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How visible are you and your business?
COMPLIMENTARY VISIBILITY CONSULTATION
By Melanie Peters 26 Sep, 2016

Facebook has over a billion users worldwide, they went public, and their stock price fell 50% in the first year. Why? Because they were not making money off of their users (ad sales were low). So, instead of charging for their network, they made it so that brands using the network had to use Ads to reach their followers. Not only is it necessary now to build a network of followers, but in order to have them see your posts in their feed, you must pay to promote it to them. The good news is, when you pay to promote a post, it also reaches out beyond just your brands followers, but also goes to all of their friends as well, greatly expanding the voice of your messaging.

  • How it’s done:

Once a brand has 100 likes on their Facebook page, they can “promote” a post on that page and it gets seen by all 100 followers, plus is seen by those followers “friends” (something that does not happen without promoting the post). It is a good strategy to promote a post that is generated from the brands own web site, and is of broad interest to many different types of followers and their friends, as this will generate more clicks on the brands website, increasing SEO results.

  • The first step:

Do everything possible to get to that magic 100 likes. We do this by inviting people to join the page from the owners personal Facebook list of friends, sending email invites through the page owners email contacts, and by running a paid “like” campaign though Facebook. The paid campaign is seen by the friends of people that already like the page, and because people like to be included in things, the likely hood of someone liking the brands page just because their friend does, is good.

In the end, it is important to remember that Social Media is nothing more than a billboard above your business online. It rarely drives sales directly, but is more liken to being in the phone book in the 1950’s. If people had a phone, and they wanted to call a business, they way they found you was in that phone book. Today, more than 80% of all business transactions begin online somehow, the more visible you are in the “phone book” the more likely they will call you.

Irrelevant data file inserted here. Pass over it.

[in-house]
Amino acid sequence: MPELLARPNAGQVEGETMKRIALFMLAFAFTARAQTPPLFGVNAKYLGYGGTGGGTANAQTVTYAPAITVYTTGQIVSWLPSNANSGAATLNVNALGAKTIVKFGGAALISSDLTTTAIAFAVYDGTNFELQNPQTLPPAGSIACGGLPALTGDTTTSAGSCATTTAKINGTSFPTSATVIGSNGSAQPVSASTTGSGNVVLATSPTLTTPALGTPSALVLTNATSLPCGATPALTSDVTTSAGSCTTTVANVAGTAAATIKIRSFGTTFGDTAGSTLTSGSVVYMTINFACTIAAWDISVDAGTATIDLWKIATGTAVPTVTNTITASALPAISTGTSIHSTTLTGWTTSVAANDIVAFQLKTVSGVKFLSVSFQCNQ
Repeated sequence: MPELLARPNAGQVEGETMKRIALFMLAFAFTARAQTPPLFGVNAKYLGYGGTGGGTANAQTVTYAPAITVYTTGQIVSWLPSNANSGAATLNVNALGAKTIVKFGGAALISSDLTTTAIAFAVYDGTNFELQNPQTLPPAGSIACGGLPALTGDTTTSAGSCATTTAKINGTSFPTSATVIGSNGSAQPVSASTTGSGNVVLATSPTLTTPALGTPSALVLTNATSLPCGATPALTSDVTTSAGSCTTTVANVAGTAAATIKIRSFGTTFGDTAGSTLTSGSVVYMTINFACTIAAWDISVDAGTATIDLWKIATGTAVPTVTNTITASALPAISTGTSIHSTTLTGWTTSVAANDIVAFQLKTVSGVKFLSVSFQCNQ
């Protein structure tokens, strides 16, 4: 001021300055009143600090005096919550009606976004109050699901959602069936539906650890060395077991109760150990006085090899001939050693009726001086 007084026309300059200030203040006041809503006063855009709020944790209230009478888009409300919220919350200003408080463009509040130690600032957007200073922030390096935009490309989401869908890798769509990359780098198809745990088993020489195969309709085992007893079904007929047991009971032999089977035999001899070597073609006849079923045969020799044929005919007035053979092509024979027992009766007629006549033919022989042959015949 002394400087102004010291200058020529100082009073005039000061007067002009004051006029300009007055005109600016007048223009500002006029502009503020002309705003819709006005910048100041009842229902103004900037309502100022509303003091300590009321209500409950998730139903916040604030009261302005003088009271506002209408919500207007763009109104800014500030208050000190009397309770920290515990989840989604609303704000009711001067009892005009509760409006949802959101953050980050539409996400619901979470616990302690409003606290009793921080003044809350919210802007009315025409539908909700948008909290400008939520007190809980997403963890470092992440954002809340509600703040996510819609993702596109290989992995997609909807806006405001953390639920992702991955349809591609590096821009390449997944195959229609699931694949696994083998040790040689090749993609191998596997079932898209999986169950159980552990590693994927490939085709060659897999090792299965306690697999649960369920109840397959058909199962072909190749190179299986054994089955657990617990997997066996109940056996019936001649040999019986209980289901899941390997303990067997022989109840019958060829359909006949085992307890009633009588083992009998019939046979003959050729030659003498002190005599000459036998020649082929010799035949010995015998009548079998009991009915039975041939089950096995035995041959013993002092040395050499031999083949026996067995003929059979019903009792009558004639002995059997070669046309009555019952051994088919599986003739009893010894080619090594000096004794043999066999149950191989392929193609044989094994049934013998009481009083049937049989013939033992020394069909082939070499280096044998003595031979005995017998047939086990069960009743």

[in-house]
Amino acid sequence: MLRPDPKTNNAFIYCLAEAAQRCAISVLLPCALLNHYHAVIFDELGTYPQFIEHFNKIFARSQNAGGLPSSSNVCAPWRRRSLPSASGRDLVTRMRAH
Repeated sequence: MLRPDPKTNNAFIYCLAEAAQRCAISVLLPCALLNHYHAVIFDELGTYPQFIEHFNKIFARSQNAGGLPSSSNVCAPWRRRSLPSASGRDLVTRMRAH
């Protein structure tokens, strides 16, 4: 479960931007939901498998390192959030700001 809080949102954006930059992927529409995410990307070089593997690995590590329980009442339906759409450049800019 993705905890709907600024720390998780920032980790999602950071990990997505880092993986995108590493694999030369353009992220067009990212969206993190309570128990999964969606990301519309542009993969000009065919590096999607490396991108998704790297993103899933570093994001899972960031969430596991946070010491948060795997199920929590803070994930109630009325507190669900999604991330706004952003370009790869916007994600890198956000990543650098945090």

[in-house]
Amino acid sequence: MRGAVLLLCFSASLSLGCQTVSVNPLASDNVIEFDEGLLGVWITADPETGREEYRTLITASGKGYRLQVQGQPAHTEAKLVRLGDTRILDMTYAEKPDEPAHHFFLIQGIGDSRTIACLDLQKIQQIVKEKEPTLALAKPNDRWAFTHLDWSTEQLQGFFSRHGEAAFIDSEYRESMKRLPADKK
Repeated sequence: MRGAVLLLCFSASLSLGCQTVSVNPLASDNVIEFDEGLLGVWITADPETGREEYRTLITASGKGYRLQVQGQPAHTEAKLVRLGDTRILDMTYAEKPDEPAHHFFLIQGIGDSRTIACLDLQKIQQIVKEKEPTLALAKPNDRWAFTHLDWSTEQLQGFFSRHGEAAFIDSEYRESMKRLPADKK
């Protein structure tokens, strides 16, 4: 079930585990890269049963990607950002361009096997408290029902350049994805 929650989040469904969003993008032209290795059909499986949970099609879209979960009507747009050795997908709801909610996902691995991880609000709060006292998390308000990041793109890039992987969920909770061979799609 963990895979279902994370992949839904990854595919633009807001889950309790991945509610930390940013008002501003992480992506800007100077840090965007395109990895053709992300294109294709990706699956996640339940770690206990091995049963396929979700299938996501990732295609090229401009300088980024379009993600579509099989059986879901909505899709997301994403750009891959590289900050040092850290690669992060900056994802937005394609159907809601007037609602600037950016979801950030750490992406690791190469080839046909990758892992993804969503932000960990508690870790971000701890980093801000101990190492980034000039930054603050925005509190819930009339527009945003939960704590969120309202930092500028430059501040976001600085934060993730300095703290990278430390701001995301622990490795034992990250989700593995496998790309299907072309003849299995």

Social Media classes held monthly in San Diego, visit   Let's Do Lunch, Social   for more info.

By Melanie Peters 26 Feb, 2014

The first internet connection was made between two computers miles apart in 1965 and world internet started in 1969. Also in 1969, folks now known as ‘hippies’ loved shag rugs for their luxurious texture, cool colors and warmth, and when paired with the latest walnut shaded wood paneling on the walls, this made for a contemporary home with style. And if you were a successful business person at the time, you had business cards (often printed on plain white paper, but big wigs used a linen textured card stock), if it were a family run business you likely also had the words “& Sons” after your name (even if you had daughters), you had a store front on a popular street in your neighborhood, people knew you by name, and had known you for years. Marketing meant to have a good name and reputation, a clean store, and stand by your word, and maybe the occasional ad in the newspaper so folks could be notified of your spring sale. Easy.

If you are still using a linen card stock on your business card, you are not going to like this article , unless your ideal customer is post retirement age, then I stand corrected and you have hit the mark. You are reading this article on the Internet, so it’s importance is obvious.And I also must share that I adore late 60’s and early 70’s fashion, home furnishings and music. In fact, my home is decked out in artifacts from this era, however my other half draws the line with the shag rugs and paneling, it’s a compromise we are happy with.

When a new client asks me how to increase their online  presence, I must start at the same place, the very same place  I start when dealing with a large corporate client, or a small  business, or non-profit. I must ask the important questions,  like who is your target audience, what is the one thing you  want them to do, what are your competitors doing that is  working, and how do you present yourself as having more  value than them. Basic marketing 101, and stuff that would  have been asked by a good ad man back in 1969 as well. But  now our storefront is our web site, our word of mouth is  social media, and our reputation is Yelp. Newspapers are  replaced by Google ads, our business cards are digital, and  our competitors are global. The only constant is standing by  your word.

I want to give to you the basic steps of what it means to have an online presence in 2014, how they tie together, and how it makes you successful. No frills, just the facts. So light up the fondue pot and pour yourself a brandy, here it is:

1. Have a web site.